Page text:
5 Ways to Reach Alzheimer’s Caregivers

5 Ways to Reach Alzheimer’s Caregivers

5 Ways to Reach Alzheimer’s Caregivers

Worldwide, 47 million people are living with Alzheimer's and other dementias1. This means that there are more than 15 million Alzheimer's and dementia caregivers in the United States alone1. These caregivers are at Alzheimer’s patients’ side each and every day, helping with daily tasks, from household chores to medication administration. Being a caregiver for a loved one is an immense responsibility and, for many individuals, it comes with physical and emotional stress.

When recruiting Alzheimer’s patients for research studies, you’re recruiting caregivers as well. Here are a few strategies that have worked for us.

  1. Open houses
    Alzheimer’s patients and their caregivers spend quite a bit of time at study sites, so it’s important that they feel comfortable in the environment. Extending invitations to open houses and providing tours allows patients and caregivers to familiarize themselves with the site and meet the staff they’ll be interacting with. It’s also an excellent opportunity to offer patient pre-screening.
  2. Concierge service
    More than 40% of family caregivers report that the emotional stress of their role is high or very high, and in 2014 alone, they spent $9.7 billion in additional healthcare costs of their own1. Easing a caregiver’s emotional and financial burden is an essential function to successfully recruiting Alzheimer’s patients. A concierge service that arranges for the safe transport of patients to and from the study site is one seemingly small convenience that goes a long way.
  3. Virtual dementia tours
    As their disease progresses, seemingly simple tasks become more and more difficult for individuals suffering from symptoms of Alzheimer’s. Caregivers frequently help with these tasks, but may not fully realize just how difficult dressing, bathing, and other ordinary tasks can be. Virtual dementia tours, which can be arranged at open houses, put caregivers in the patients’ shoes. For example, a caregiver might be asked to put on oven mitts and complete a task that is normally second-nature, like buttoning a shirt or writing their name. These activities remind the caregivers of the debilitating effects of Alzheimer’s, and reinforce how important their role is to their loved one. Combined with free Alzheimer’s screenings, this has been a very successful recruitment activity.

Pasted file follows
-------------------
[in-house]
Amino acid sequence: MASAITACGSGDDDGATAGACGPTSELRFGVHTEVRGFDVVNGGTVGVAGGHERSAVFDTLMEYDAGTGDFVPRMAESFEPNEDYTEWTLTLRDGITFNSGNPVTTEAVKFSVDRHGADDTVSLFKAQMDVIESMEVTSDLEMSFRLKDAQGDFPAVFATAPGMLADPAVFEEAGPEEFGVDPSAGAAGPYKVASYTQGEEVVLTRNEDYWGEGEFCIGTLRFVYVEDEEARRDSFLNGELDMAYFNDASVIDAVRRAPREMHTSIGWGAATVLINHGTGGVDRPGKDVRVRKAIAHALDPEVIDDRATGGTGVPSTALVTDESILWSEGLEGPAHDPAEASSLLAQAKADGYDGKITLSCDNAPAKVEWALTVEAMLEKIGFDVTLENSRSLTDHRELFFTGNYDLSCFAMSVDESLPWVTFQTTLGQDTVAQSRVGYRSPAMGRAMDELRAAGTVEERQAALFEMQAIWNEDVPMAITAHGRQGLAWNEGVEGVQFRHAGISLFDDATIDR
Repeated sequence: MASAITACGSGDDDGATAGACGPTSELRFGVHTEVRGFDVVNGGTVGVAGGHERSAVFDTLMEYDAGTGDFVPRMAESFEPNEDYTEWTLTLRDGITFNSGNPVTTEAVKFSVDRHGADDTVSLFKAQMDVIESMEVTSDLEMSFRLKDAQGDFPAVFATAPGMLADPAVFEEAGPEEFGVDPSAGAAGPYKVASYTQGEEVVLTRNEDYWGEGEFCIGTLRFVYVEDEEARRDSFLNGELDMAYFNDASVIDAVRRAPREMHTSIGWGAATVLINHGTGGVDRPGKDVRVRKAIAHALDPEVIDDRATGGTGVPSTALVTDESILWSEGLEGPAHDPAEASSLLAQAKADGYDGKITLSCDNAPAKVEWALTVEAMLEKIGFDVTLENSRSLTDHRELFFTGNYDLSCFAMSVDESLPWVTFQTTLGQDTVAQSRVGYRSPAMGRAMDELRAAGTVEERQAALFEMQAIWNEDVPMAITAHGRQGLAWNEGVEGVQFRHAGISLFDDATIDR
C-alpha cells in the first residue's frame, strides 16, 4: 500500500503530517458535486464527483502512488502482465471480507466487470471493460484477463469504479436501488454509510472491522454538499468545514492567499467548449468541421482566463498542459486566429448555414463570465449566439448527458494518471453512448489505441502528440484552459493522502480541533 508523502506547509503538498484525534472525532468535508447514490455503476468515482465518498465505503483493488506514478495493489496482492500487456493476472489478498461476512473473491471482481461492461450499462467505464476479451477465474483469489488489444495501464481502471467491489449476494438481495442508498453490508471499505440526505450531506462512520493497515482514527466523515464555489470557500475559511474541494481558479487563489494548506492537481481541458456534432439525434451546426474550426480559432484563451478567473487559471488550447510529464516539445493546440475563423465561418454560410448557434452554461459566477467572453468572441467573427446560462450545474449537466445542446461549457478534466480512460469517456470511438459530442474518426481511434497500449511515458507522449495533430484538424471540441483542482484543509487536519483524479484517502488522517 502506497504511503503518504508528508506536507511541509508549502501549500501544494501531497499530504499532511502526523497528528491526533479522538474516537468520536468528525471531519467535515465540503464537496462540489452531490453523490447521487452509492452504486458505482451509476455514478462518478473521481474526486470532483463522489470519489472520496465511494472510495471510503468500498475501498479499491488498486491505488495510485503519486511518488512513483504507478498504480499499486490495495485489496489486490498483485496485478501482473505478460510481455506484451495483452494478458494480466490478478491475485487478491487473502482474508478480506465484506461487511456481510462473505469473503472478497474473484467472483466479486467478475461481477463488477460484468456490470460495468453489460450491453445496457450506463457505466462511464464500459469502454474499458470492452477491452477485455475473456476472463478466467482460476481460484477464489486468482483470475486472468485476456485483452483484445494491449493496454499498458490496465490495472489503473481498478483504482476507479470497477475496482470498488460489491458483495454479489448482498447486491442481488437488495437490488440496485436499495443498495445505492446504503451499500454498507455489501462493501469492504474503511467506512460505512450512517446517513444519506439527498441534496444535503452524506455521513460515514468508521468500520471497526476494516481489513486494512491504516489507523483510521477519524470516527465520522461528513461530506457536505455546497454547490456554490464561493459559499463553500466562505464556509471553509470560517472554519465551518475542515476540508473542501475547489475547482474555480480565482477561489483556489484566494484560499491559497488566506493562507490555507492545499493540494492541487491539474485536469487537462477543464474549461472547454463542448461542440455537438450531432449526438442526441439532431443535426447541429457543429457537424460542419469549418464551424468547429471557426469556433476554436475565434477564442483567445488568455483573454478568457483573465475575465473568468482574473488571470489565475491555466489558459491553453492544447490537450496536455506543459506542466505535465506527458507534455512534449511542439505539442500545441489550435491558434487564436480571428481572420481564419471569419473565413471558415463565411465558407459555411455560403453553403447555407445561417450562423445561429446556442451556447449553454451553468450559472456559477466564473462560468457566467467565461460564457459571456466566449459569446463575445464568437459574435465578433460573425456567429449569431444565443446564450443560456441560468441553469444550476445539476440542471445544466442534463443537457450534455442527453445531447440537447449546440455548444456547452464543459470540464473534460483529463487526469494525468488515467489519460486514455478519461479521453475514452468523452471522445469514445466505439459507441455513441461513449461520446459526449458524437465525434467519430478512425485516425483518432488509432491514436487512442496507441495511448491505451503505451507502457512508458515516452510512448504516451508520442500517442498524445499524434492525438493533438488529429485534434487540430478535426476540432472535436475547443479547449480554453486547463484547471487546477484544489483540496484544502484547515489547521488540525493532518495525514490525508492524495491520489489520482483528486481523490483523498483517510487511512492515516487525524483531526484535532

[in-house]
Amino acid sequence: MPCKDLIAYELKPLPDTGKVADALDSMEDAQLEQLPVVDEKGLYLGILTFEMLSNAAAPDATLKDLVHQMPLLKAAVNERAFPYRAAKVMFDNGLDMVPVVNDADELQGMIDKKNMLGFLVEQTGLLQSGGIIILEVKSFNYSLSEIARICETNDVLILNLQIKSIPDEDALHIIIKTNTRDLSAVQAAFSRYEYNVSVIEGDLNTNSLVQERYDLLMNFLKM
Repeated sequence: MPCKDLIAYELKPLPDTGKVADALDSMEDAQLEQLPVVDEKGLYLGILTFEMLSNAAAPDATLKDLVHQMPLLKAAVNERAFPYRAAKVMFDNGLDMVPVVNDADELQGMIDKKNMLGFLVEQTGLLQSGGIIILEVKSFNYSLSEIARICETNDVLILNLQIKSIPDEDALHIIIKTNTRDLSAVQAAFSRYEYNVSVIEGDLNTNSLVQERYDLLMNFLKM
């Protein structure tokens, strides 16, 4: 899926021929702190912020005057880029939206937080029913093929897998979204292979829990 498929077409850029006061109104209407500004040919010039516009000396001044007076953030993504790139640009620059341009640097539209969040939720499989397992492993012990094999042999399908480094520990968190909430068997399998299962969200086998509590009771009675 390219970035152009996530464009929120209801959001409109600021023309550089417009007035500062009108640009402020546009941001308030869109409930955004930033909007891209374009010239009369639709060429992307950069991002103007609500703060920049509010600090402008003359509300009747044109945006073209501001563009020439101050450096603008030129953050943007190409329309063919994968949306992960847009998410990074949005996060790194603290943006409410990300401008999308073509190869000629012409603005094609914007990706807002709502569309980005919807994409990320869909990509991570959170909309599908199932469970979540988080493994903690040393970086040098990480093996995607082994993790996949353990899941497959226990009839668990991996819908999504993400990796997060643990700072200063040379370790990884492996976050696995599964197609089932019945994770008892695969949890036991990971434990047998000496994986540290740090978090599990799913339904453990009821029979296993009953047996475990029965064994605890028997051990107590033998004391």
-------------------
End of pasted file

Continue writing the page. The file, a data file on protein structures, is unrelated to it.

4. Ad campaigns
    When recruiting patients and caregivers, it’s important to know your audience. Typically, caregivers are close to or are middle-aged, caring for their parents with children of their own at home. Considering the age and lifestyle of the caregiver population, print ads in local, family-centric publications are a fraction of the cost of a daily newspaper placement and generally work very well.
  5. Incentives
    Caregivers don’t hear “thank you” nearly as often as they should. By providing personalized tokens of appreciation, study sponsors can generate increased interest among the caregiver population. Items that speak specifically to each caregiver, such as birthday and anniversary cards, tickets to a local sporting event, or a thank-you lunch that brings participants together all go a long way in showing appreciation.

Currently, Alzheimer’s is the only disease in the top ten causes of death that can’t be prevented, cured, or slowed1. Pharmaceutical manufacturers are diligently driving innovative therapy options that give Alzheimer’s patients hope, and to ensure that those treatments reach the patients who need them the most, we need to be cognizant of the fundamental role that caregivers play.

Contact us today to learn how we can implement caregiver-centric recruitment strategies for your Alzheimer’s or dementia study.


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1 2015 Alzheimer’s Disease Facts and Figures, Alzheimer’s Association®